Tomorrow afternoon, the North Carolina Senate is set to vote on SB 337, which creates a Public Charter School Board that is separate from the State Board of Education and does away with the Charter School Advisory Council. This bill would needlessly exempt charter schools from any requirement that teachers be certified.
Under current law, just 50% of charter school teachers in middle and high school and 75% of charter school teachers in elementary school are required to be certified. SB 337 removes even this minimal floor and allows charter schools to operate without any certified teachers. Charter schools can already employ many uncertified teachers, and teachers outside of core subject areas in grades 6-12 are not even required to be college graduates. There is no reason to lower the bar even further when it comes to who can teach children in charter schools.
Parents want their children to be taught by high quality teachers and they expect that teachers will possess education and certification in the area they are instructing. Research confirms what parents already know – certified teachers do a better job of educating children. Dr. Helen Ladd from Duke University’s Center for Child and Family Policy found that North Carolina students who were taught by uncertified teachers suffered losses in student achievement when compared to children who were taught by certified teachers.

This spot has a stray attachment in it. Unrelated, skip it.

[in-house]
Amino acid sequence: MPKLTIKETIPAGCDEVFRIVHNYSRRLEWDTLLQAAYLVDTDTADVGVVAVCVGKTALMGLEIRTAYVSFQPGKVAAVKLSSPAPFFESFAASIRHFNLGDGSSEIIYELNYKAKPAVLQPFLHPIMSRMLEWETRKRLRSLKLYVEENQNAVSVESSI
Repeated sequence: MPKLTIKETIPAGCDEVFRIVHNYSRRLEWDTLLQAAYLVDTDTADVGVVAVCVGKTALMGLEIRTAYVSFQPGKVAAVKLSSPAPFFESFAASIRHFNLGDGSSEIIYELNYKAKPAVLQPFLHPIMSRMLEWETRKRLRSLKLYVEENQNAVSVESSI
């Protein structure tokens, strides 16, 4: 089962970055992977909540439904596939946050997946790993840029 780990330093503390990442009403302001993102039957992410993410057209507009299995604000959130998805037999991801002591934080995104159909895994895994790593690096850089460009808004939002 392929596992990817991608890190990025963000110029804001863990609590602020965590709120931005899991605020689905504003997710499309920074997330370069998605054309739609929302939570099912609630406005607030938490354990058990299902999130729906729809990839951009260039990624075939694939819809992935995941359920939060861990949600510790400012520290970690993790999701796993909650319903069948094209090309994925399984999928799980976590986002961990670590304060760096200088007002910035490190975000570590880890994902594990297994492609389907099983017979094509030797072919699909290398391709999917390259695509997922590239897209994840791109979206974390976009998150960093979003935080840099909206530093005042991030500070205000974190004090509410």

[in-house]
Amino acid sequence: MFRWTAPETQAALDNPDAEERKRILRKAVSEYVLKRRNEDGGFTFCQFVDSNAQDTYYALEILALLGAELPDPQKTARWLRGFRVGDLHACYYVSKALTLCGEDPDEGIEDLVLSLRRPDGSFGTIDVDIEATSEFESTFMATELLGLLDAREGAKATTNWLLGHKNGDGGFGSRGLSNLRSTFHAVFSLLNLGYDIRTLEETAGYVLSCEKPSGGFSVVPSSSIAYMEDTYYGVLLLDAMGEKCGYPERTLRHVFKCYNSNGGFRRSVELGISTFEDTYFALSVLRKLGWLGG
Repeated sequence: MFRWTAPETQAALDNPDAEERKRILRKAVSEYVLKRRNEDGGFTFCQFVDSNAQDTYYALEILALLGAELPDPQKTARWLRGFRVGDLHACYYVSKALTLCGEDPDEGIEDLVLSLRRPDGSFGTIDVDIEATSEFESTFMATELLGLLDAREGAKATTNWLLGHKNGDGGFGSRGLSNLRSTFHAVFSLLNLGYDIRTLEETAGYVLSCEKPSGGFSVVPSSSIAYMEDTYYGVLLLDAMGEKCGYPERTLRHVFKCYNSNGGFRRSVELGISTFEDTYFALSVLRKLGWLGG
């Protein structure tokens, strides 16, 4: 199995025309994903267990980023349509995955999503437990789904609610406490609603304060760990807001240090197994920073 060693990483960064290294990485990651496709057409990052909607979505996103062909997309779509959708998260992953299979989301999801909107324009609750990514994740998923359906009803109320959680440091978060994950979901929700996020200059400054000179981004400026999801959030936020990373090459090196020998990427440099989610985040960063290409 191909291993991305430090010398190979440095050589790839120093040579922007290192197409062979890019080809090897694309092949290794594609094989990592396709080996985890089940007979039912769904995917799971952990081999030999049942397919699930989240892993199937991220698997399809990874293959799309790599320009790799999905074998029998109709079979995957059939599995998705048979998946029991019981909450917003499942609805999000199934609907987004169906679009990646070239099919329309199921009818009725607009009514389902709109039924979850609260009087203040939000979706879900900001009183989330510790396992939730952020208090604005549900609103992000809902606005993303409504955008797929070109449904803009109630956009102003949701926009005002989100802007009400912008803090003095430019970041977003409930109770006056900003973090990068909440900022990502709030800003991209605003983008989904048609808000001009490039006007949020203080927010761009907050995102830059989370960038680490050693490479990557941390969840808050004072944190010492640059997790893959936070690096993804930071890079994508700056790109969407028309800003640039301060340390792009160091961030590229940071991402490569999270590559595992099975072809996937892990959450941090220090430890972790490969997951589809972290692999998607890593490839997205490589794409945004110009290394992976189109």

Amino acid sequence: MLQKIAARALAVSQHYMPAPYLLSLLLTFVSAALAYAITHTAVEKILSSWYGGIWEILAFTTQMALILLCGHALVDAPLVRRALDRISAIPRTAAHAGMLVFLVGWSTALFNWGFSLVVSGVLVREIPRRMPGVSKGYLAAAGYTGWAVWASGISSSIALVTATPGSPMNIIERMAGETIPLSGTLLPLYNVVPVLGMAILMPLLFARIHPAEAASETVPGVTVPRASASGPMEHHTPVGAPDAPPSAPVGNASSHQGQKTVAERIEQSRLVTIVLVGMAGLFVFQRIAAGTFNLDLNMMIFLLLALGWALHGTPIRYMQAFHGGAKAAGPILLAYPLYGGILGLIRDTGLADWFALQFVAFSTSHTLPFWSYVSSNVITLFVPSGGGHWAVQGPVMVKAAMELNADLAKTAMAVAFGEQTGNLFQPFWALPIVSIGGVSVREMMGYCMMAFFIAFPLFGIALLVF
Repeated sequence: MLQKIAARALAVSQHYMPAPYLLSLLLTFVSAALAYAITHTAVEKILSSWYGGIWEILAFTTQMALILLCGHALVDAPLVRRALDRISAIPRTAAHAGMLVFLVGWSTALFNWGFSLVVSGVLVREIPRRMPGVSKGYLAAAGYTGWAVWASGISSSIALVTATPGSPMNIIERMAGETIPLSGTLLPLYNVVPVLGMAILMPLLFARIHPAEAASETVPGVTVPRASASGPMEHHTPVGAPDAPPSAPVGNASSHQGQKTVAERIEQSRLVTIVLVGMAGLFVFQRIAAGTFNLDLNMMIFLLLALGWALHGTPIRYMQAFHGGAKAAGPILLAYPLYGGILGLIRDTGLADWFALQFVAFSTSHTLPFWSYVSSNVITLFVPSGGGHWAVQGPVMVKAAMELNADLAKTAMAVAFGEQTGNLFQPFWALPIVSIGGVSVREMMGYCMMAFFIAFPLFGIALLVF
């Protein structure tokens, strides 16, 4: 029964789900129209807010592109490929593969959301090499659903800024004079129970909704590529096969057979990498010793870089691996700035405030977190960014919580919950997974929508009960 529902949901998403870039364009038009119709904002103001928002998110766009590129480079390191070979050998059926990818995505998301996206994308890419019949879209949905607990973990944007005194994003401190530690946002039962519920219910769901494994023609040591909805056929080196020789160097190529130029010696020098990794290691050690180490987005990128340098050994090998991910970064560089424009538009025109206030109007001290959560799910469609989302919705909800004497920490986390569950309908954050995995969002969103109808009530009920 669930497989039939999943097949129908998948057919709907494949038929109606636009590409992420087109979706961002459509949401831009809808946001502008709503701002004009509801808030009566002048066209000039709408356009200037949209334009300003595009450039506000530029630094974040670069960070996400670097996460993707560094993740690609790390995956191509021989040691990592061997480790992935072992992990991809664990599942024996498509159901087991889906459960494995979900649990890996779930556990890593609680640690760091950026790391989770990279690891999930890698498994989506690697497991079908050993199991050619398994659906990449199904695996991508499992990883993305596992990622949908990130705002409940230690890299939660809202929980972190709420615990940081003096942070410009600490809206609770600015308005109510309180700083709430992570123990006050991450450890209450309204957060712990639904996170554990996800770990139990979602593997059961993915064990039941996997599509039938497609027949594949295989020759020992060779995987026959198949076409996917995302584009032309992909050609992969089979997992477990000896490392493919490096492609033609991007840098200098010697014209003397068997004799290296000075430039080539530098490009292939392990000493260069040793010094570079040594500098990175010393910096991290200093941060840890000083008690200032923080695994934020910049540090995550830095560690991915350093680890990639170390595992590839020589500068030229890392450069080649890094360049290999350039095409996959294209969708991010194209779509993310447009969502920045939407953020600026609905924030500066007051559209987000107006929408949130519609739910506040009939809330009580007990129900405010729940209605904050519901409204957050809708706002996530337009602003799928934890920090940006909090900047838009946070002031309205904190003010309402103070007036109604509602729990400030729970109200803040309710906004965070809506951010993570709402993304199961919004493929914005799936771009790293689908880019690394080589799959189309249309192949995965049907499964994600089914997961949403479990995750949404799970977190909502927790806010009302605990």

According to State Board of Education Chairman Bill Cobey, this bill would also create an unconstitutional school board. The State Board of Education, charged in the North Carolina Constitution with overseeing the state’s education system, presently relies on the Charter School Advisory Council to review charter school applications and make recommendations regarding the approval and oversight of North Carolina’s charter schools. Both bodies have been working to develop and implement a system of charter school oversight and approval that grows charter schools responsibly. SB 337 would create a completely separate school board that makes charter schools less accountable and loses the progress that has been made toward creating a meaningful approval and oversight process.
The original purpose behind public charter schools was that they would work together with traditional public schools to share best practices and innovative teaching techniques, ensure that services and educational programming are not needlessly duplicated, and generally make sure that charter schools and public schools are working together to serve the diverse needs of all children in the state. SB 337 would lower the quality of the teaching force in charter schools, stifle charter school oversight and accountability, and create an unconstitutional board that pits one public school system against another rather than foster collaboration.